Modern energy access, particularly to electricity, is crucial to a country’s development journey. In fact, surviving without electricity in our modern lives is incomprehensible as lighting, water, sanitation, entertainment, education, healthcare, mobile charging. And with the future of mobility moving towards electricity makes it ubiquitous.
Sustainable Development Goals –
- The Sustainable Development Goals were set in 2015 by the United Nations General Assembly and intended to be achieved by 2030.
- SDG 7 aims to “ensure access to affordable, reliable, and modern energy for all by 2030, including universal access to electricity and clean cooking, a greater share of renewables in the energy mix, and a doubling of the rate of improvement of energy efficiency”.
- The focus on electrification in its national policies, and the allocated substantial resources to increasing electricity access, is evident. Given its large population without electricity access, India’s achievement will contribute greatly to achieving the UN’s SDG7 by 2030.
- The Indian government considers a village to be electrified if basic infrastructure, such as schools, and at least 10% of households are connected to the grid.
- Electricity access provided to households through on-grid, mini-grids, and off-grid systems led to confusion. The government has reiterated the country’s attempt at 100% households being electrified through the ‘Pradhan Mantri Sahaj Bijli Har Ghar Yojana’- Saubhagya.
Fulfilling core objectives – The Way forward –
- We cannot ignore the importance of energy access, which is at the core of economic policy. It has been achieved at the first level.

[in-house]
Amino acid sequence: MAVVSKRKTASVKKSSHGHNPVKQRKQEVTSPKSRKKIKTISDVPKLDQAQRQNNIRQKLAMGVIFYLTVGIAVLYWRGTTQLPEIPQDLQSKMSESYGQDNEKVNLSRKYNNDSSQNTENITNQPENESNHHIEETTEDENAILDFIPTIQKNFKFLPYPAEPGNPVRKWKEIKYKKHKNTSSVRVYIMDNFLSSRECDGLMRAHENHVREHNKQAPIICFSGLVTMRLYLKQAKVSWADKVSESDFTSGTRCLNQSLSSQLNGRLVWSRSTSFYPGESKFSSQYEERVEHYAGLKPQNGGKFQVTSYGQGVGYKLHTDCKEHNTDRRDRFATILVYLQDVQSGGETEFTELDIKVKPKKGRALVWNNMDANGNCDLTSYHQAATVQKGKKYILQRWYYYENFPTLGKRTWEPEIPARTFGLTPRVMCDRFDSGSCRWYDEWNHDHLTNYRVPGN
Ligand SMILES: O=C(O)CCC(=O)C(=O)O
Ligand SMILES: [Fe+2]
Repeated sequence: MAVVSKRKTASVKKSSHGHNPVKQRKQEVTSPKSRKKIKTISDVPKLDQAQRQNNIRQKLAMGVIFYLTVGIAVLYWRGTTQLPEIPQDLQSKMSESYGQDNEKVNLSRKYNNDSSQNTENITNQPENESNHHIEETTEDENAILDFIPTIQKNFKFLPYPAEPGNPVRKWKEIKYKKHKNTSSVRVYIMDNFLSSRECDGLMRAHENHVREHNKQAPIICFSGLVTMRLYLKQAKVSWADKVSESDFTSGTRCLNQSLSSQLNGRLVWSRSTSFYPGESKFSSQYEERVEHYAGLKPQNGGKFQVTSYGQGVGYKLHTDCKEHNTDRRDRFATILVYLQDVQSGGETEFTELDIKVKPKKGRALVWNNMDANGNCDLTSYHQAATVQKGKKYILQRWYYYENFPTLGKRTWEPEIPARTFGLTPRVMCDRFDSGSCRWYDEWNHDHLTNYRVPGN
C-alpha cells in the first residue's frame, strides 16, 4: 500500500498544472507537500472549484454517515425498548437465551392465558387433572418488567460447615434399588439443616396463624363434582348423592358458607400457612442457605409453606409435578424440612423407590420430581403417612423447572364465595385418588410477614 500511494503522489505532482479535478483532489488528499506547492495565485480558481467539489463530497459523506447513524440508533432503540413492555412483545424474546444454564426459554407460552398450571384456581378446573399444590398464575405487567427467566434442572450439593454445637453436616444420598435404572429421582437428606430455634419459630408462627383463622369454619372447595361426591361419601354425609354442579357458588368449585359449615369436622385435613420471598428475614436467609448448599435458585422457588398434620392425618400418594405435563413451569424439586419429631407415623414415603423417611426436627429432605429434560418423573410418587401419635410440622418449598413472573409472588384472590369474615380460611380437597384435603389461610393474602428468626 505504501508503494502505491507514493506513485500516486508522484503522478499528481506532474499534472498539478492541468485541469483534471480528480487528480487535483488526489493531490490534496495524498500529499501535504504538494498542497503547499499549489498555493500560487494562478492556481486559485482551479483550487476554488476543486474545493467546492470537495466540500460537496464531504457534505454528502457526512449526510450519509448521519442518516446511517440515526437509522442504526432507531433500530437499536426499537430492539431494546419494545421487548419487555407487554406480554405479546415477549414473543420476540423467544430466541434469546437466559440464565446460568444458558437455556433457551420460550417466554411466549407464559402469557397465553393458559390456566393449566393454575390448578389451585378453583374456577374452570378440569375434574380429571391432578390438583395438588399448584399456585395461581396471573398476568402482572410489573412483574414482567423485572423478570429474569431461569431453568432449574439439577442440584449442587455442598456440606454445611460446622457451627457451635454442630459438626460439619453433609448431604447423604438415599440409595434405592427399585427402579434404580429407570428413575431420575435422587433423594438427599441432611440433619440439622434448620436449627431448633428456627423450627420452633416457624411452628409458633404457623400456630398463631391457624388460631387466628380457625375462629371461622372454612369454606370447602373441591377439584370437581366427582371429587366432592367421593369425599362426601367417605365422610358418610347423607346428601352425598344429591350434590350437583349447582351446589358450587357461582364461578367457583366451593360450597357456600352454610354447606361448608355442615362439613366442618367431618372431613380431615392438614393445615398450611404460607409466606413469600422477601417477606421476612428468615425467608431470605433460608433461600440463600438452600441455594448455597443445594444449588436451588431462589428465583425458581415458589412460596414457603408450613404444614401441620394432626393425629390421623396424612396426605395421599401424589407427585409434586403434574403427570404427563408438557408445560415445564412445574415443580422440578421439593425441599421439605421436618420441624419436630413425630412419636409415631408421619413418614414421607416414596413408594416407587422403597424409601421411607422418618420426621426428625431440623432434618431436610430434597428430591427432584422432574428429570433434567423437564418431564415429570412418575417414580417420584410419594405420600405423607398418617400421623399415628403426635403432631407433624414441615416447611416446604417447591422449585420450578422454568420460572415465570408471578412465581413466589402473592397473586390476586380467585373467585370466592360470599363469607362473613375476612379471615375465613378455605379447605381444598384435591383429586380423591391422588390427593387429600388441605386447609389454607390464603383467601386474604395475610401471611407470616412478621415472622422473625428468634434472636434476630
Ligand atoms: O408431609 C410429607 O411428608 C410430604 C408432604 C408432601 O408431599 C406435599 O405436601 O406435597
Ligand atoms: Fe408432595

- Now the focus must shift to providing reliable, affordable and quality service to households with electricity.
- Under the current programme, the government provides capital for new investments in rural networks, but has little to offer to the states to maintain quality supply or access to affordable electricity to the poor. Providing both access and service reliability is key to increasing India’s electricity adoption rate.
- Currently, distribution companies tend to under-invest in rural electrification, as it generates insufficient revenue. This leads to unreliable supply. Thus, subsidies or incentives to build lines must include appropriate investments for maintenance.
- The success of the electricity access programme will ultimately fall on the state electricity distribution companies, or discoms. The incentive to serve the newly added rural consumers is low owing to low electricity prices and lack of subsidies for operation and maintenance. These companies are also struggling financially due to lack of cost-reflective tariffs and operational inefficiencies. Ujwal DISCOM Assurance Yojana (UDAY) must be made more efficient to reduce financial stress.
Source – Livemint
QUESTION – Energy access remains at the core of India’s economic growth story. Examine how it can provide the necessary impetus to make the economic growth more inclusive.